- The first incarnation of the Marvel henchman "Hitman" was a soldier named Burt Kenyon, who saved Frank Castle's life in the Vietnam War. After returning home, he adopted the alias and worked for a group called the People's Liberation Front. Tragically, he would end up dying in a fight with Spider-Man and the Punisher, despite the latter's attempts to save him.
- The Ultimate Marvel version of Nick Fury is listed as having fought in the Vietnam War.
- One-time Batman villain the Ten-Eyed Man was honourably discharged after a fragment from a Viet Cong grenade went off and hit him between the eyes. He tried to find legitimate employment after returning home, but complications plus further injuries led to his Start of Darkness.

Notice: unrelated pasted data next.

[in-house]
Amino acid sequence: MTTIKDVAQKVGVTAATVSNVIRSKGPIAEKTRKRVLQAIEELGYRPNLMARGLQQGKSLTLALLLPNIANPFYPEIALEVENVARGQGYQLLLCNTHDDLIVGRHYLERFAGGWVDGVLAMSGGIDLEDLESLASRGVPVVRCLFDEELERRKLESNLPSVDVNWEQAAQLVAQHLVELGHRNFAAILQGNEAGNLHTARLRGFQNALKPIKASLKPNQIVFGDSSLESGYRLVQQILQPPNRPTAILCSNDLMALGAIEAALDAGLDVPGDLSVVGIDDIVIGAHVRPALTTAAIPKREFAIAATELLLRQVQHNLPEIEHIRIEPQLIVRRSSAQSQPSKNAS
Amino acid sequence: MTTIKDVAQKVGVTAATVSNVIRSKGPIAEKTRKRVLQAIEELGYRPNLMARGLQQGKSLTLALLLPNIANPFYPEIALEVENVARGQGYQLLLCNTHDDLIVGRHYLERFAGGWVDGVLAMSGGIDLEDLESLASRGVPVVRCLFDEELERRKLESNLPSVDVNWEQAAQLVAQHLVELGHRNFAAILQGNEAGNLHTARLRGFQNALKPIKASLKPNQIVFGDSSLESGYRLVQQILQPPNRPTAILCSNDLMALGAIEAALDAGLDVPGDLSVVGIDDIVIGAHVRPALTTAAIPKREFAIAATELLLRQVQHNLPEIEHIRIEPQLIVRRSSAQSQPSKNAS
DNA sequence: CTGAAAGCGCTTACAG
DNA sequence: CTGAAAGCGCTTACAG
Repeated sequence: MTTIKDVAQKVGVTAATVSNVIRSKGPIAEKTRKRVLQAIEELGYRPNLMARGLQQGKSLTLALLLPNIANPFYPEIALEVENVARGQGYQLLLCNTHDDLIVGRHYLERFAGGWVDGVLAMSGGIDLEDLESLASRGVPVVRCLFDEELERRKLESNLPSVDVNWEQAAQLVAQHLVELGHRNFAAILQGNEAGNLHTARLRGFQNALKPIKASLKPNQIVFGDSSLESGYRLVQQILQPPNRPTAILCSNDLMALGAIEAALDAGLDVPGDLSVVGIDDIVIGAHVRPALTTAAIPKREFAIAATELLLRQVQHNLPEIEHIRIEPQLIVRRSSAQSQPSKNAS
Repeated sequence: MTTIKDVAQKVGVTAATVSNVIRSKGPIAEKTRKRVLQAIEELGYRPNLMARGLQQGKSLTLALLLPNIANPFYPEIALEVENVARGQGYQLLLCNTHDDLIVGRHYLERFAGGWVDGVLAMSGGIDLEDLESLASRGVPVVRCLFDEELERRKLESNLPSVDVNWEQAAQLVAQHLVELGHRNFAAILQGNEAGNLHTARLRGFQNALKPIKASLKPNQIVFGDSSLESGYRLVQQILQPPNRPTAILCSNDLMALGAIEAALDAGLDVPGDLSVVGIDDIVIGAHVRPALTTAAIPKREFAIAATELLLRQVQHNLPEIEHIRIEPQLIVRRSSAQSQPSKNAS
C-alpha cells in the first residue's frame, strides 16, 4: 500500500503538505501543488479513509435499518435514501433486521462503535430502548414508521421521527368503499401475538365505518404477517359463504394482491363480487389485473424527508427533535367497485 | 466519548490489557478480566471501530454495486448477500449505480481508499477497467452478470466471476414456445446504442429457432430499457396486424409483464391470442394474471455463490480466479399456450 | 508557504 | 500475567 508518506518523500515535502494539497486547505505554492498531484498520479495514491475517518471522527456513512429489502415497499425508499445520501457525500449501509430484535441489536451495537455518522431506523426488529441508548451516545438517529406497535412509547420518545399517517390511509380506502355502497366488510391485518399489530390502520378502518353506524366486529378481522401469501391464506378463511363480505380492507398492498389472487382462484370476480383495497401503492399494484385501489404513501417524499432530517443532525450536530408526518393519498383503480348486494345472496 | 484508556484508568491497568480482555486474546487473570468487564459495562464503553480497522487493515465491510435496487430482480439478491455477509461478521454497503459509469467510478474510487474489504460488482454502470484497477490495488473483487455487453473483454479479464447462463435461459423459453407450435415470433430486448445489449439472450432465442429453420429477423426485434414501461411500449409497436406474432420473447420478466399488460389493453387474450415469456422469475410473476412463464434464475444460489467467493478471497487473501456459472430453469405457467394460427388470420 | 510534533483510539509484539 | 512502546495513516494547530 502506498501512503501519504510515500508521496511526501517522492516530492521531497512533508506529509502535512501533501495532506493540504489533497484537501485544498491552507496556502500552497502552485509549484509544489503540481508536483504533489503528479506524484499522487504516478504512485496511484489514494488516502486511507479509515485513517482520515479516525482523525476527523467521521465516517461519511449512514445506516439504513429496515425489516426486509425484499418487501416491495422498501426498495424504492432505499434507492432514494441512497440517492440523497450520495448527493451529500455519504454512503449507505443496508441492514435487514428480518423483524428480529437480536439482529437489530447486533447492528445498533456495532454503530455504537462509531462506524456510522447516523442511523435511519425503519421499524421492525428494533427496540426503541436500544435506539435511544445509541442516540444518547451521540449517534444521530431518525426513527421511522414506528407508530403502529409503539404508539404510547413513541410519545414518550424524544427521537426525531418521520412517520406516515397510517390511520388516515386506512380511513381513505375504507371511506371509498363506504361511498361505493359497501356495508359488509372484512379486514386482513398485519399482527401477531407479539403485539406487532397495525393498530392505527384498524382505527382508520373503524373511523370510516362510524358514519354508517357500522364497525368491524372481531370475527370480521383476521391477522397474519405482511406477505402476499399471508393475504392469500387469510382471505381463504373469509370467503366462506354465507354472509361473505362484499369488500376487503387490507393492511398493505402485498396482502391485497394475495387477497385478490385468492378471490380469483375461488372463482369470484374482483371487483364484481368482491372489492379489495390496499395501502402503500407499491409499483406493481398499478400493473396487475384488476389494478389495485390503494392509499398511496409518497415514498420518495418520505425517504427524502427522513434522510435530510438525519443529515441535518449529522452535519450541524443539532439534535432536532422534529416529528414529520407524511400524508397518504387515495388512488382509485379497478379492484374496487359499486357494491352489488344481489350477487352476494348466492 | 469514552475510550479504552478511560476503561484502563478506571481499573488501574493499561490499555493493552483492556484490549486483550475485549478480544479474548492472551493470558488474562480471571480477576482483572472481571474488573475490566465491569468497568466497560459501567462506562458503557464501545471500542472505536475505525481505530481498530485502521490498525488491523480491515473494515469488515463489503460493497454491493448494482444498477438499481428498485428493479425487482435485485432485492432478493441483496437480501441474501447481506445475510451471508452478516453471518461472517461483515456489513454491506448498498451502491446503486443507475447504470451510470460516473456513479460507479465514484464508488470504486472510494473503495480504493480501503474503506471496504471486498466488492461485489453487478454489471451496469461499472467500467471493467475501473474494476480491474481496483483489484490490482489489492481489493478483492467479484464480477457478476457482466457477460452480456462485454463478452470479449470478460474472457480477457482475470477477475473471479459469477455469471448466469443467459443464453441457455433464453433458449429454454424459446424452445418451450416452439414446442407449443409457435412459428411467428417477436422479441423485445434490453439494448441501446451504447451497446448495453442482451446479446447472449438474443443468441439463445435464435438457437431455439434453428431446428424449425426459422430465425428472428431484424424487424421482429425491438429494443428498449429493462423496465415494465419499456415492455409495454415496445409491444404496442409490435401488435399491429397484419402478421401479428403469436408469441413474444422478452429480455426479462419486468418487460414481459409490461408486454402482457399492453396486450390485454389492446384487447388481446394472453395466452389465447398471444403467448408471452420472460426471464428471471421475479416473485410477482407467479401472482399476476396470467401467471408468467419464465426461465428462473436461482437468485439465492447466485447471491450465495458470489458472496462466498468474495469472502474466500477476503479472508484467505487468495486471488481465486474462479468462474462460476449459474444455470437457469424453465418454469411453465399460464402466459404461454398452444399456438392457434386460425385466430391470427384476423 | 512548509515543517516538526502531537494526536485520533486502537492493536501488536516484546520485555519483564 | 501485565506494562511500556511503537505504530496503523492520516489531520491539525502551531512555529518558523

- Played with in the case of the first Bloodsport, a DC Comics villain best known for fighting Superman. Robert DuBois was supposed to fight in the war, but his brother Micky took his place and became a quadruple amputee as a result; this news did not go down well, to say the least. Lex Luthor took this as a chance to manipulate Robert indirectly (exacerbated by his mental health) and convince him that Superman was an enemy of America. His subsequent rampage was brought to a stop when Micky showed up to talk him down.
- Marvel supervillain Nuke, AKA Frank Simpson, ended up fully losing his mind as a result of his time in the Vietnam War. Having suffered from a disturbed childhood to begin with, he was abducted by Wolverine (not the most moral person at the time) and tortured into becoming a Manchurian Agent. His subsequent PTSD leaves him to think that he is still fighting the war, not helped by his mental state worsening to the point that he can only follow orders. He has since antagonised Wolverine, Daredevil and Captain America. His depiction in Jessica Jones notably averts this and changes him to an unspecified spec-ops veteran from the War on Terror.